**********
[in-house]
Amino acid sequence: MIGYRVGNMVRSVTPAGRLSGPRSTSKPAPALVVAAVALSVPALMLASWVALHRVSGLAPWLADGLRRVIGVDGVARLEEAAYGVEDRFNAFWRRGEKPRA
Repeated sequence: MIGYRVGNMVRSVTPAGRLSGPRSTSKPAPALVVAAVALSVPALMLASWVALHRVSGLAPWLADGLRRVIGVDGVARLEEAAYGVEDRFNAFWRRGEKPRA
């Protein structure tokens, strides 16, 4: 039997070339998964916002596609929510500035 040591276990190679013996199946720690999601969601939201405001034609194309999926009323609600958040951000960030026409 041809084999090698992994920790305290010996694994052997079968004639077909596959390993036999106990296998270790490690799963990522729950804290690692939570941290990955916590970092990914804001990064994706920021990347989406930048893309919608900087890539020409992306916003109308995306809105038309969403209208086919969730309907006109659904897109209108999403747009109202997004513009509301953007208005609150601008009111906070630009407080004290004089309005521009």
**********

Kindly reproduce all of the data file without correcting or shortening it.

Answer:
[in-house]
Amino acid sequence: MIGYRVGNMVRSVTPAGRLSGPRSTSKPAPALVVAAVALSVPALMLASWVALHRVSGLAPWLADGLRRVIGVDGVARLEEAAYGVEDRFNAFWRRGEKPRA
Repeated sequence: MIGYRVGNMVRSVTPAGRLSGPRSTSKPAPALVVAAVALSVPALMLASWVALHRVSGLAPWLADGLRRVIGVDGVARLEEAAYGVEDRFNAFWRRGEKPRA
């Protein structure tokens, strides 16, 4: 039997070339998964916002596609929510500035 040591276990190679013996199946720690999601969601939201405001034609194309999926009323609600958040951000960030026409 041809084999090698992994920790305290010996694994052997079968004639077909596959390993036999106990296998270790490690799963990522729950804290690692939570941290990955916590970092990914804001990064994706920021990347989406930048893309919608900087890539020409992306916003109308995306809105038309969403209208086919969730309907006109659904897109209108999403747009109202997004513009509301953007208005609150601008009111906070630009407080004290004089309005521009």